Solar eclipse reaches totality in Georgia

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The Great American Eclipse reached 100 percent totality in parts of north Georgia shortly after 2:30 p.m. Monday.

Thousands watched the historical event in north Georgia as the moon blotted out the sun in the first full-blown solar eclipse to sweep the U.S. from coast to coast in nearly a century. 

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Large crowds remain all across northeast Georgia, including Rabun County. Several other parts of Georgia experienced the sun being completely covered, including Helen, Brasstown Bald, Blairsville and Hiawassee. 

Parks in north Georgia quickly filled up early Monday as visitors staked out their viewing spots. Tallulah Gorge State Park began turning cars away before 8 a.m. due to its parking lot quickly filling up. The park is located in Rabun County, which was in the path of totality.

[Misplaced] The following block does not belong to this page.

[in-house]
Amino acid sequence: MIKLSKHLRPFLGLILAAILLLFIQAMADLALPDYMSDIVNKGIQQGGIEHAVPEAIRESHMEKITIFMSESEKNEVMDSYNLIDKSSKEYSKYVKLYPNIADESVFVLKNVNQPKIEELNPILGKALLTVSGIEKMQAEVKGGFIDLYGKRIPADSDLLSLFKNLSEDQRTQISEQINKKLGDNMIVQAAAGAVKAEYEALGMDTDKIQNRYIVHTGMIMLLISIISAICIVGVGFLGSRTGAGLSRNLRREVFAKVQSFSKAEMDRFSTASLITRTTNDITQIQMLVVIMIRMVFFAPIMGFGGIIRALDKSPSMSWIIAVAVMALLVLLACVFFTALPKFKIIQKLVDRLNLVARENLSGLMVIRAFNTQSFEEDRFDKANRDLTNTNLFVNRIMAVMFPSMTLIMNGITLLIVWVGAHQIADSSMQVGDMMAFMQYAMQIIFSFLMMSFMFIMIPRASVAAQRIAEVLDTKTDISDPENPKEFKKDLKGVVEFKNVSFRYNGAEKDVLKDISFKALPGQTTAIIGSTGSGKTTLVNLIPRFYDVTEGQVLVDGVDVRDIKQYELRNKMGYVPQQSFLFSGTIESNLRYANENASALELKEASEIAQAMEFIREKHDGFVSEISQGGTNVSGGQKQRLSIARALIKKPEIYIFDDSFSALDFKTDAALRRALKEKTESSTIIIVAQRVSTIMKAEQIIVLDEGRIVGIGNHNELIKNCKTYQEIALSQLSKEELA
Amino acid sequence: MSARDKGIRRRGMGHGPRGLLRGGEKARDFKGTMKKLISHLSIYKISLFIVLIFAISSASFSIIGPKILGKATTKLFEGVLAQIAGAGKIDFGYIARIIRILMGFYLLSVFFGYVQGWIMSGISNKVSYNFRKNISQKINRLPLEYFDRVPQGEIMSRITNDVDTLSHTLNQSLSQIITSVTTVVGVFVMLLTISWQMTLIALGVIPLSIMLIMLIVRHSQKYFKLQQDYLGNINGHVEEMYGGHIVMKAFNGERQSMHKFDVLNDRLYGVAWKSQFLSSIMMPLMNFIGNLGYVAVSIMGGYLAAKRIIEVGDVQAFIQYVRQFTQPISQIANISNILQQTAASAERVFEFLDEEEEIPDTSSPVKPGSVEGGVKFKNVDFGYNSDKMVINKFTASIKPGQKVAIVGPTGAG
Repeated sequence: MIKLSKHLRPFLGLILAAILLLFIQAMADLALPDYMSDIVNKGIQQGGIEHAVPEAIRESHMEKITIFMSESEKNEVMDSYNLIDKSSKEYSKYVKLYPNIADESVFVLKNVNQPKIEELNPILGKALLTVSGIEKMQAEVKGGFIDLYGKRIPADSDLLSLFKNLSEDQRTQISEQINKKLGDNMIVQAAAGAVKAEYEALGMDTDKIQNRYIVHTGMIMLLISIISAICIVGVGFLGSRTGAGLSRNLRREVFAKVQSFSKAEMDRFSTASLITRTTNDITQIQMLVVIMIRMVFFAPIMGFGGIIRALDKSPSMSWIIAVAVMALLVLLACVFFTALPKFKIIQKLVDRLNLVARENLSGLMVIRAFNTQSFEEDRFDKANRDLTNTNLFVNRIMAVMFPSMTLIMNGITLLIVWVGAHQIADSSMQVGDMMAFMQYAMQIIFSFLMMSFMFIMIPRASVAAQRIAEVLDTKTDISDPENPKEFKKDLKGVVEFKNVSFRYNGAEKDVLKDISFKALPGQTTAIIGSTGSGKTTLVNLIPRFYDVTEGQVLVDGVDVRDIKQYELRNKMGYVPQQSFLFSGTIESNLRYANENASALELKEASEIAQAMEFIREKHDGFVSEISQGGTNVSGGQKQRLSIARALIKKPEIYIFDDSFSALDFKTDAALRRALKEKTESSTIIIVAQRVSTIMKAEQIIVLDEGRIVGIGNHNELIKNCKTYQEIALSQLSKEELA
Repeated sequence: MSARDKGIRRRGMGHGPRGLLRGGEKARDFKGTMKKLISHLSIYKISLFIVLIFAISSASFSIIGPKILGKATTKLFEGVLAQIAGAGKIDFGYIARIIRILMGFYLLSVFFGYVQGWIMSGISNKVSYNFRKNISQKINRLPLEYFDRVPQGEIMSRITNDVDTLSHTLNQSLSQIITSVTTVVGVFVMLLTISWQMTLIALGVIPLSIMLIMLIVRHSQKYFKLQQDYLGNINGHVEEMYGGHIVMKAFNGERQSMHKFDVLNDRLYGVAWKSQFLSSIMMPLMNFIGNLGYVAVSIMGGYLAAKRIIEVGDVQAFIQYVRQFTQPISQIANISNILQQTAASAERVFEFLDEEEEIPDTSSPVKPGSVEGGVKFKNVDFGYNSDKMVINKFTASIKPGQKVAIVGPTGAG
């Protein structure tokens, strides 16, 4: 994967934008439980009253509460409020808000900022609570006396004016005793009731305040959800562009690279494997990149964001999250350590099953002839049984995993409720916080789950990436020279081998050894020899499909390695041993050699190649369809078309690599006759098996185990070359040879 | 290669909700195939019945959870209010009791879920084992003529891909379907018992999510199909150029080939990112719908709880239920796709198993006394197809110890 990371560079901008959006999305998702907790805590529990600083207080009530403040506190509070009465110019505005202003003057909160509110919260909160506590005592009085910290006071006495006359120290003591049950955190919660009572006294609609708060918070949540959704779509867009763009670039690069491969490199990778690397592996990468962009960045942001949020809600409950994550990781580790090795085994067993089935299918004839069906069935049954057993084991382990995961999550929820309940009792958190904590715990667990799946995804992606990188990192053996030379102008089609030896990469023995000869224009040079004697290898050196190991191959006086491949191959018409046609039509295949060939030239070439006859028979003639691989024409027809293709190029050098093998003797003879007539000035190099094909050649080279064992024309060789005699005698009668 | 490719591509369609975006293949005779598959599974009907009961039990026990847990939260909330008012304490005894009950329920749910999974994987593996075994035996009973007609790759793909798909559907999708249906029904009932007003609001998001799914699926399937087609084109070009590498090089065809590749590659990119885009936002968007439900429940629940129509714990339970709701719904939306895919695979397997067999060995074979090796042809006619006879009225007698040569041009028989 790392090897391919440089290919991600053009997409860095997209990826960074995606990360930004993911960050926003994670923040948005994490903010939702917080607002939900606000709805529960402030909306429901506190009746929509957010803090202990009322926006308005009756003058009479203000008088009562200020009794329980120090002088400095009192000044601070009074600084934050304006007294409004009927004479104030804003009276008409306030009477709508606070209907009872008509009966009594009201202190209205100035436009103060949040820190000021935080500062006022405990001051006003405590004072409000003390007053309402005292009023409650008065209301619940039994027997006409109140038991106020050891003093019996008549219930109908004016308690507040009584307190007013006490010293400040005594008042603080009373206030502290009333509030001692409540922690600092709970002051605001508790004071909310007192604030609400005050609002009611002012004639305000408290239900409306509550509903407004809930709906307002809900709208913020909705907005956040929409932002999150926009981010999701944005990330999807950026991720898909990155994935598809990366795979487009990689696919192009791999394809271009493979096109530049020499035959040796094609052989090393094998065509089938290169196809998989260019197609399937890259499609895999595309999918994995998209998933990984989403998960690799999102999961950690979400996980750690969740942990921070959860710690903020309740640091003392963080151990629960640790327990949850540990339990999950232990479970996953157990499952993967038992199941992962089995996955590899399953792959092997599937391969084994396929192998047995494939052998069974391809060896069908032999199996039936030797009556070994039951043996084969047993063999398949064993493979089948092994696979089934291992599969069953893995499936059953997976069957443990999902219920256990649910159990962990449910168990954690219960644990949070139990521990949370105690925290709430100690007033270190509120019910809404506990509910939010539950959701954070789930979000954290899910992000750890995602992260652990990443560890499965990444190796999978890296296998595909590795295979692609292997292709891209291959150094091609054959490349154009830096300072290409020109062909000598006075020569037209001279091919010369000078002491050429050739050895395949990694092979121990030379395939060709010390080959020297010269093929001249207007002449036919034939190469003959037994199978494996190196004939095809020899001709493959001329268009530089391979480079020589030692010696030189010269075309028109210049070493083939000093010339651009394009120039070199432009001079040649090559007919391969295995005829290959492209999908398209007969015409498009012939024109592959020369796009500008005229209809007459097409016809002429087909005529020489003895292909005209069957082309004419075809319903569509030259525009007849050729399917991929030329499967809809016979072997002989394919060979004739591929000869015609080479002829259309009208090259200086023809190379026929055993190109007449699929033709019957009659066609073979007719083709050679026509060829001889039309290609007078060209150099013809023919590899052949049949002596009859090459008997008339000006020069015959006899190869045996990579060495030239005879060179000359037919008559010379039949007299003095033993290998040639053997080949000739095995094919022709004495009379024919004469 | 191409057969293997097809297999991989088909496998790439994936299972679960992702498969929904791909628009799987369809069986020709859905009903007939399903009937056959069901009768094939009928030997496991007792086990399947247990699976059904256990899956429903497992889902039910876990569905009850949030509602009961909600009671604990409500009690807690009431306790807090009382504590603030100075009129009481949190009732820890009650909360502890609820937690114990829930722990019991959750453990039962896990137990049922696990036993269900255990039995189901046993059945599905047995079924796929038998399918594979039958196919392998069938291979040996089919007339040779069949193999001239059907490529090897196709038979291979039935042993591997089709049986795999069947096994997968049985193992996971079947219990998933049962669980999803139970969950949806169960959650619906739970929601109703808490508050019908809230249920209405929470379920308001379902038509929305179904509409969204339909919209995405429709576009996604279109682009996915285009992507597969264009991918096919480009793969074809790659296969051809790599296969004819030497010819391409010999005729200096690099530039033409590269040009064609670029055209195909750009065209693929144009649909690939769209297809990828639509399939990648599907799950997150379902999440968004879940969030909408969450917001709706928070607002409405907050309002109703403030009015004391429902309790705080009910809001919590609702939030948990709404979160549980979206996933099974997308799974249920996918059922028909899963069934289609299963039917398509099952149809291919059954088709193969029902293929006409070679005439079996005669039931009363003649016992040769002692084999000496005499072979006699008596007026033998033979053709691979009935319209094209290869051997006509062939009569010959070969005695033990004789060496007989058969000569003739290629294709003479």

Large crowds also gathered at Sanford Stadium in Athens to view the eclipse. 

MORE: Tourism spikes in Rabun County for solar eclipse

COVERAGE: Helen, Ga.

"We're just excited, said Frank Harlow, from Smyrna. "This is a once in a lifetime thing."

"It's not every day you see a total eclipse so for the kids, this is something they can see," said David Henderson, a Florida resident.

Thousands traveled to the North Georgia mountain town for what was billed as one of the best spots to view the solar eclipse.

Folks from near and far began arriving over the weekend. By mid-afternoon, city officials estimated some 10 thousand people were in town for the big event.

"I've had our glasses since June ordered them a long time ago knowing we were going to be here and going to do this," said Linda Mickey from Florida.

Clutching their solar eclipse glasses, eager observers took their positions, periodically scanning the sky.

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